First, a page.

The Office for Civil Rights (OCR) of the U.S. Department of Health and Human Services (HHS) released a Request for Information (RFI) to obtain industry feedback and inform potential future rulemaking regarding information security practices and civil money penalties (CMPs) under the Health Information Technology for Economic and Clinical Health (HITECH) Act and the HIPAA Security Rule. OCR is seeking input on how HIPAA covered entities and business associates are operationalizing “recognized security practices” as defined by Public Law 116-321. It is also requesting commentary on the methodologies used to disperse CMPs to individuals harmed by violations of certain privacy or security provisions of the HITECH Act or the Social Security Act, which we will cover in a separate post.
Definition of Recognized Security Practices
“Recognized security practices” are defined by Public Law 116-321 to mean:
- Standards, guidelines, best practices, methodologies, procedures, and processes developed under section 2(c)(15) of the National Institute of Standards and Technology (NIST) Act;
- The approaches promulgated under section 405(d) of the Cybersecurity Act of 2015; and
- Other programs and processes that address cybersecurity and that are developed, recognized, or promulgated through regulations under other statutory authorities.
Section 2(c)(15) of the NIST Act and Section 405(d) of the Cybersecurity Act of 2015 are not prescriptive with respect to how entities implement specific security standards. Section 2(c)(15) of the NIST Act allowed the NIST Director to develop the NIST Cybersecurity Framework (CSF) version 1.0 in 2014, which was later updated as version 1.1 in 2018. For entities that have adopted the NIST CSF as part of its recognized security practice implementation, NIST released its own RFI in February 2022, seeking industry commentary on updates to the CSF since the last update had occurred in 2018. Additionally, HHS launched a website in December 2021 that would serve as a central resource for the HHS 405(d) Aligning Health Care Industry Security Approaches Program.
Requirements for Covered Entities and Business Associates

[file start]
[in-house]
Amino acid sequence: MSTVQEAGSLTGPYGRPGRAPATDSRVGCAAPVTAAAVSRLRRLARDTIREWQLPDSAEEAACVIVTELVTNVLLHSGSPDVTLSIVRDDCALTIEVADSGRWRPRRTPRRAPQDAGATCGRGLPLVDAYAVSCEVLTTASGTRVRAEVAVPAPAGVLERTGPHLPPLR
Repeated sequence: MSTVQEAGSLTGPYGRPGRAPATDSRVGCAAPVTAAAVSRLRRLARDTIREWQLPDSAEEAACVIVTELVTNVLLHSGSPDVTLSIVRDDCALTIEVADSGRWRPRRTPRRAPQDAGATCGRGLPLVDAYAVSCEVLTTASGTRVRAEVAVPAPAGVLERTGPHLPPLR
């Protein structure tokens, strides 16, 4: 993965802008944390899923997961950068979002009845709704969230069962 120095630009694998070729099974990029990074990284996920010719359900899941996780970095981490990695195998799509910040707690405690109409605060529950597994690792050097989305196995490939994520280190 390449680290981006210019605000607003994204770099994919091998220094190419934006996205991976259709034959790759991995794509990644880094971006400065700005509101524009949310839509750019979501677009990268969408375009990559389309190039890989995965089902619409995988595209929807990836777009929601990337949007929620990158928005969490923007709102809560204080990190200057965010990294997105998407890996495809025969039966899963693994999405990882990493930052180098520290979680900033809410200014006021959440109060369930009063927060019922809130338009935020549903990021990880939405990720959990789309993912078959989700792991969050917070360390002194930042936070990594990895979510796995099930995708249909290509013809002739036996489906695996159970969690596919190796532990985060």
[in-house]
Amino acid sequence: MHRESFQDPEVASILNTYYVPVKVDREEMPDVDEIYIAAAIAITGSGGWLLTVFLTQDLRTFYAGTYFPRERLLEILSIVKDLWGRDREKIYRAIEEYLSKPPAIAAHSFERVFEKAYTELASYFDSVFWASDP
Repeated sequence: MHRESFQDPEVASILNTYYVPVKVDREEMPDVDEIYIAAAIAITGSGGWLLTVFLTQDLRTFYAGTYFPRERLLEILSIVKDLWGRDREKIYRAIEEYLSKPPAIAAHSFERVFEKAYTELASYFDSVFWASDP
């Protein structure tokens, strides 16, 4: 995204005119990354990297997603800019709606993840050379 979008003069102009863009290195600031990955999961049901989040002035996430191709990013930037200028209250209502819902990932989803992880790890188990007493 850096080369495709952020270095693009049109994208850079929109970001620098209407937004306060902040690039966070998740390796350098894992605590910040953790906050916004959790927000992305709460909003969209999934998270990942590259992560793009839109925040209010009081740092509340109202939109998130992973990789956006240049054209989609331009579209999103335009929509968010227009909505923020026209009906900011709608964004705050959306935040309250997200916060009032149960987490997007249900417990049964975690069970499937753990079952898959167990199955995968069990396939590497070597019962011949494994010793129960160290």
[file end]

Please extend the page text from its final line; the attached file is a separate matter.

Covered entities and business associates are not statutorily required to implement recognized security practices, but their practices must still be consistent with the HIPAA Security Rule, which, among other requirements, mandates that these entities maintain “reasonable and appropriate” administrative, technical, and physical safeguards for protecting electronic protected health information.
Effective January 5, 2021, Public Law 116-321 amended Part 1 of subtitle D of the HITECH Act by adding Section 13412 and directed the Secretary of HHS to take into account whether covered entities and business associates have “adequately demonstrated” that they have recognized security practices in place for at least the previous 12 months. The Secretary’s consideration of recognized security practices for the prior 12 months also takes into account whether the entity had fully implemented these practices, as opposed to merely initially adopting and documenting the existence of the practices.
Impact on HHS’ Determination of Fines and Penalties
Covered entities and business associates have significant reason to implement recognized security practices across their respective enterprises because the Secretary can account for which practices were in place when determining potential fines, penalties, and other remedies. Specifically, such implementation may reduce penalties and corrective action obligations in the event of Privacy and/or Security Rule violations, including: (i) mitigating fines under section 1176 of the Social Security Act; (ii) securing early, favorable terminations of OCR Privacy and Security Rule audits; and (iii) reducing covered entities or business associates’ obligations in settlement agreements with HHS.
OCR communicated that it understood that stakeholders may need additional information or clarification around OCR’s implementation of Public Law 116-321. In an effort to inform potential future guidance or rulemaking in connection with the law, OCR queried these entities on areas such as how they have implemented recognized security practices, which standards or guidelines they had relied upon, or how they have put these practices into effect across their organizations.
The information that OCR receives in response to this RFI will help shape its expectations around covered entity and business associate use of recognized security practices. As such, covered entities and business associates should monitor RFI responses, OCR feedback and commentary, as well as any resulting regulatory developments to ensure that their security practices are aligned with what OCR perceives to be the standard across the industry.